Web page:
Jewish groups increased pressure on the German government Wednesday to speed up the passage of new legislation protecting the practice of ritual circumcision after a doctor filed a complaint with prosecutors accusing a rabbi of causing a child bodily harm.

A debate in Germany over the Jewish and Muslim practice of ritual circumcision started after a regional court in Cologne ruled in June that the practice amounted to causing criminal bodily harm to a child.

It calmed after the German government pledged to draft new legislation protecting the practice, but flared again this week after a doctor filed the latest complaint with prosecutors in the southern city of Hof.

Even though any German can file such a complaint and it is then up to prosecutors to decide whether to press charges, the Conference of European Rabbis said the legal move showed the need for "immediate action" from lawmakers in Berlin.

"This latest development in Hof, Germany is yet another grave affront to religious freedom and underlines the urgent need for the German government to expedite the process of ensuring that the fundamental rights of minority communities are protected," said Pinchas Goldschmidt, head of the European Orthodox group and also chief rabbi of Moscow.

The Simon Wiesenthal Center in Los Angeles pledged "all necessary and legal backing" to defend the practice of ritual circumcision of young boys, which is central to the Jewish faith.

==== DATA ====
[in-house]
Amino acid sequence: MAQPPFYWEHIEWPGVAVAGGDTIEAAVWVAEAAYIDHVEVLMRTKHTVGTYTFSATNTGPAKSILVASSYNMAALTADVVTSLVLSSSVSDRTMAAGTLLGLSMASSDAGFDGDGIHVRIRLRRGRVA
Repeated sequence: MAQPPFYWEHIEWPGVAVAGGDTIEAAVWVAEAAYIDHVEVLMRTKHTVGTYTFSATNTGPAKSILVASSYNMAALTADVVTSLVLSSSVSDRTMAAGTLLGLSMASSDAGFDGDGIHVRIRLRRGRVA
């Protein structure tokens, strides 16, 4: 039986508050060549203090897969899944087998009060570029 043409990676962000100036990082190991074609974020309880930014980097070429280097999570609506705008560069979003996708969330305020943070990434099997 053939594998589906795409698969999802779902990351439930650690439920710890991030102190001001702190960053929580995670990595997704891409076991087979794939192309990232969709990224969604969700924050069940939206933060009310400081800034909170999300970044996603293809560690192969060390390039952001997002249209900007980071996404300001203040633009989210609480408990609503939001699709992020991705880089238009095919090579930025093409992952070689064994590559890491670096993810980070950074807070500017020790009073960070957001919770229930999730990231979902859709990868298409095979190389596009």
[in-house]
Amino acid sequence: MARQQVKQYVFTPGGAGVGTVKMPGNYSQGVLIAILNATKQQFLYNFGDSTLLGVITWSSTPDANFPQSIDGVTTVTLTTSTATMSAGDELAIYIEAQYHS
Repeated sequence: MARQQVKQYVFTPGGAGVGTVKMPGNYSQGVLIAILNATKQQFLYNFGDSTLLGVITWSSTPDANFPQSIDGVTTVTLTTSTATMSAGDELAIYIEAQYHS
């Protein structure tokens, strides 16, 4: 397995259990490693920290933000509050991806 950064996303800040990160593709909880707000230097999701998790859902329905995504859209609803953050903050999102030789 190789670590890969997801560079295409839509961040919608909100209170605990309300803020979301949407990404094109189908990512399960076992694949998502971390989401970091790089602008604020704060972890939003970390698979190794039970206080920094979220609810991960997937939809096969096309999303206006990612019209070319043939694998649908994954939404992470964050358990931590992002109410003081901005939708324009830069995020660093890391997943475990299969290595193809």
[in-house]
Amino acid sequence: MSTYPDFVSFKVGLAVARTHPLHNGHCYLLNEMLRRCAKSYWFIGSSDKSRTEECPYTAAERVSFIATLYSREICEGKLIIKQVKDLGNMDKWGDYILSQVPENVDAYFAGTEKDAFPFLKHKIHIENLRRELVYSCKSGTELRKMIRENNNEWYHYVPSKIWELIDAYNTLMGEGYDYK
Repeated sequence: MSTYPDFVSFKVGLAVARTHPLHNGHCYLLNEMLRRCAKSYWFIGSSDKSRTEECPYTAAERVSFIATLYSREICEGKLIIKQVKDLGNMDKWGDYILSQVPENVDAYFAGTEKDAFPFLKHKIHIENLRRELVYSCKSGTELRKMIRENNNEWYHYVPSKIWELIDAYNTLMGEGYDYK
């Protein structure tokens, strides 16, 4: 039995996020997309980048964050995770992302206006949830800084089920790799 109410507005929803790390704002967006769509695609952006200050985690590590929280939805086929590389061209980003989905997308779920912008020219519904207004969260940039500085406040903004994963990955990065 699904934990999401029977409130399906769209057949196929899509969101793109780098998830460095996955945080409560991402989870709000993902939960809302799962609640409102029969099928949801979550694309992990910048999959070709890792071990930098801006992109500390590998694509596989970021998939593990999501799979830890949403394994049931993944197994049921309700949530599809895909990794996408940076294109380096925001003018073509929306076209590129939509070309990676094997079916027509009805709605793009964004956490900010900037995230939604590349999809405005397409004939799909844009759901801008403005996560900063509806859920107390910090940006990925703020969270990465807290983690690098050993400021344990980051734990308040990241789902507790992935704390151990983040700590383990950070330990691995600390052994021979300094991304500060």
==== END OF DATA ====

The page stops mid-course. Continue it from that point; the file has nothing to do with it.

It said two of its top officials would meet next week in Berlin with the German justice minister to press her "to move rapidly to create legislation guaranteeing full legal protection of religious rights for Jews and other minorities."

Hof head prosecutor Gerhard Schmitt said the doctor, who is from the western state of Hesse but whose name was not released, cited the Cologne decision in asking for charges to be brought against the rabbi. Evaluating whether charges are warranted could take weeks, Schmitt said.

Schmitt said he could not confirm German media reports that the doctor was one of a group of 600 doctors and lawyers who wrote an open letter to the government in July in support of the Cologne decision.

The rabbi, David Goldberg, is one of the country's few mohels — a person trained in the Jewish ritual of circumcision — and has said he has no intention of stopping the practice despite the legal uncertainty.

Meanwhile, German Justice Ministry spokeswoman Anne Zimmermann told reporters Wednesday that a draft law should be ready by the fall.

"We take this request very seriously, of course, and will submit a draft as soon as possible, but also examine all aspects with due diligence," she said.

German Foreign Minister Guido Westerwelle weighed in while on a trip to Liechtenstein, saying that "Jewish and Muslim traditions must be allowed to be practiced without legal uncertainty."

"We cannot risk Germany's reputation in the world as a country of religious tolerance," he said. "From my perspective it's necessary now to rapidly come up with clear regulations."